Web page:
Cara and I went home last summer to see my dad. Going home is different since my mom died. We’re navigating new territory and creating new rhythms. The piano sits quiet but memories are loud.
I wanted to take Cara to Hume Lake and my dad decided to join us on our day trip. So he drove the four of us — my twin sister came too — into the hills, telling stories, remembering turn offs, and pointing out landmarks on the way.
On the way up the mountain, we saw the ravages of previous forest fires. Once-beautiful trees stood like charred sticks in a blackened and ashy terrain. This bleak landscape was interspersed with foliage and trees that had somehow survived the arbitrary run of the flames. Shadows intermittently poured onto asphalt, creating a mosaic of light and darkness as we traveled.
Once at our destination, we walked around the lake, celebrated dragonfly sightings (my mom loved them), enjoyed a milkshake on the shore, and felt a deep sense of gratitude for the memories from an idyllic past and the reality of the still-pretty-good present.
It was a golden day. For it was the first time in a long time we felt somewhat whole since mom’s death. And as the car spun around the curves on the way down the mountain, something unraveled in all of us.
I sat in the backseat, looking out the window, tucking the memories into my back pocket so that I could pull them out when I needed them. And I thought about forest fires.
The scars a fire leaves in its wake are deep; it will be decades before the land recovers. But as we meandered down Highway 180, we could see that new growth had already begun to emerge. Fragile but resilient, the green pushed through the ash. The decimated hillside was reseeding itself. Life remained. The root system, harnessed deep beneath the soil, remained intact.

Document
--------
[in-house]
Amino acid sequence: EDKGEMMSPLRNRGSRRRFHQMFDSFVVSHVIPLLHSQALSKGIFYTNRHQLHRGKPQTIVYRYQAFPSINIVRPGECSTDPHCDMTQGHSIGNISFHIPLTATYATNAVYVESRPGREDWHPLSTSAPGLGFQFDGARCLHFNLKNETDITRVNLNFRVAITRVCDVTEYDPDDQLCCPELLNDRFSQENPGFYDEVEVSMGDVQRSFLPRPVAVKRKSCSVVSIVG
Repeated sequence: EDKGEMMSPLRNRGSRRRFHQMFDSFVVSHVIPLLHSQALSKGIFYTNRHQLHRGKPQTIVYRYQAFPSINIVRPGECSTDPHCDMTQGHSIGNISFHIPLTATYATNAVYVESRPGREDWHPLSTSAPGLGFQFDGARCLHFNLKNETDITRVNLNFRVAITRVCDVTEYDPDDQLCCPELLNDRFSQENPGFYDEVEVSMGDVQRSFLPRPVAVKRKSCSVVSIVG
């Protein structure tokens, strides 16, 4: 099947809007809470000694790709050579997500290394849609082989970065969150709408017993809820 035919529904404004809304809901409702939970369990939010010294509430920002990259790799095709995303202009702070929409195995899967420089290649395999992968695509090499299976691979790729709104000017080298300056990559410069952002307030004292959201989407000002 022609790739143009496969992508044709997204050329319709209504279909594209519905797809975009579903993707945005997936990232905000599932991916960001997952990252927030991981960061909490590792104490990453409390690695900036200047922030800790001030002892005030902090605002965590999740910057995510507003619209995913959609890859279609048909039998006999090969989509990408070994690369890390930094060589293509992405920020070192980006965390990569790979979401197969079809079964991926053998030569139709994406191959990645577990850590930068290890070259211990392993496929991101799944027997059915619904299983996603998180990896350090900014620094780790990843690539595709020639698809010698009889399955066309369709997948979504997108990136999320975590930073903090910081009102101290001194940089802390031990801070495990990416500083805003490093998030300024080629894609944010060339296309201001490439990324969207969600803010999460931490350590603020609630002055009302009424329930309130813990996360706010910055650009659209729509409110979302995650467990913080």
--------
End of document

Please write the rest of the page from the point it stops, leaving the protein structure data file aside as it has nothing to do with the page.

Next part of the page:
And as I considered the beauty of that rebirth, I thought of our family — and the forest fire of my mom’s illness and death.
Grief remains. I feel it in the songs I cannot sing at church, in the tears that appear at the most unexpected moments, in the tightening of my throat and the clenching of my jaw. I will never not miss my mom. But the grip of grief seems less heavy as we lift our eyes to the hills (both literally and figuratively). And the roots of our family — our deep love for each other, our faith in life beyond this earth, and our constant recognition of the gift of mom’s life — endure.
I have come to realize that the grief that I am processing of late is not limited to the loss of my mom. I recognize the grief and trauma of the losses we have incurred corporately — and individually — at church as well.
Sometimes I think of the combination of covid, recent Synod decisions, and the loss of our pastor and worship leader as “the perfect storm” for our church. Perhaps a forest fire is a more apt metaphor. Without a doubt, hot spots linger. Trauma smolders and anxiety occasionally flare up. We certainly bear the scars of these past few years. It’s easy to only see the damage, to only see what we have lost. But I’m starting to recognize that there is life beneath the ash.
I feel sparks of life in small moments — in the a cappella singing of “Just as I Am”; in a hug at the bottom of the stairs on a Sunday morning; in a pastor who intends to stay despite the unknowns; in the presence of a teenager in the balcony — attending without his parents; in our Care Closet ministry; in the ability to listen and love even as we navigate differences of opinion. I feel these glimmers in my own heart as I work through the grief of our shared losses and struggle to cast aside my pride and surrender solely to God’s will.
I do not know how our journey as a church will end. But I know that the roots of our faith — our acknowledgement that we are broken beings, saved only by the grace of God, our deep desire to worship and glorify God in all we do, and our determination to reflect and extend God’s love to others — are not easily destroyed. Healing and growth can occur even in the most scorched spaces. And I know that — as we sang a few months ago — “God Himself is with us”.
The Bible’s references to fire are many: the burning bush, the flames at Pentecost, the dangers of a sharp tongue. In several places, scripture equates fire to God’s judgment. But I can remember no specific scriptural reference to the rebirth that occurs after a fire.
And yet I hold on tightly to verses from Lamentations 3 that my mom wrote repeatedly in her journal: “Because of the LORD’s great love we are not consumed, for his compassions never fail. They are new every morning; great is your faithfulness.”